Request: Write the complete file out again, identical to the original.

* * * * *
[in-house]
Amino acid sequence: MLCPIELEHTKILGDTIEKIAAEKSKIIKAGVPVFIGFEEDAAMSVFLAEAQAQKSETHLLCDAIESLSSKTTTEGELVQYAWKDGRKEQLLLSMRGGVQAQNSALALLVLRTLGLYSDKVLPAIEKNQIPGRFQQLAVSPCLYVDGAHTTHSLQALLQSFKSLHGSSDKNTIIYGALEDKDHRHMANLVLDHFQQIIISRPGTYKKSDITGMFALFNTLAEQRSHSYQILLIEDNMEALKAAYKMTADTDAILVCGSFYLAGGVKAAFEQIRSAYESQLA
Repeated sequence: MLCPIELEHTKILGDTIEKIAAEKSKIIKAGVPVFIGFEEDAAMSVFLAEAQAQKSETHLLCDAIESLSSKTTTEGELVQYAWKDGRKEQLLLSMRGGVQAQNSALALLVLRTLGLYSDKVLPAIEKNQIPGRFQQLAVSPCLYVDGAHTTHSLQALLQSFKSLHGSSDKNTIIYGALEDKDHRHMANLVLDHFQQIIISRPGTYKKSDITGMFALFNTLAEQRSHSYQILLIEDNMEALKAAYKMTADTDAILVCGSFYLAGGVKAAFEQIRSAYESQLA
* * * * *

[in-house]
Amino acid sequence: MLCPIELEHTKILGDTIEKIAAEKSKIIKAGVPVFIGFEEDAAMSVFLAEAQAQKSETHLLCDAIESLSSKTTTEGELVQYAWKDGRKEQLLLSMRGGVQAQNSALALLVLRTLGLYSDKVLPAIEKNQIPGRFQQLAVSPCLYVDGAHTTHSLQALLQSFKSLHGSSDKNTIIYGALEDKDHRHMANLVLDHFQQIIISRPGTYKKSDITGMFALFNTLAEQRSHSYQILLIEDNMEALKAAYKMTADTDAILVCGSFYLAGGVKAAFEQIRSAYESQLA
Repeated sequence: MLCPIELEHTKILGDTIEKIAAEKSKIIKAGVPVFIGFEEDAAMSVFLAEAQAQKSETHLLCDAIESLSSKTTTEGELVQYAWKDGRKEQLLLSMRGGVQAQNSALALLVLRTLGLYSDKVLPAIEKNQIPGRFQQLAVSPCLYVDGAHTTHSLQALLQSFKSLHGSSDKNTIIYGALEDKDHRHMANLVLDHFQQIIISRPGTYKKSDITGMFALFNTLAEQRSHSYQILLIEDNMEALKAAYKMTADTDAILVCGSFYLAGGVKAAFEQIRSAYESQLA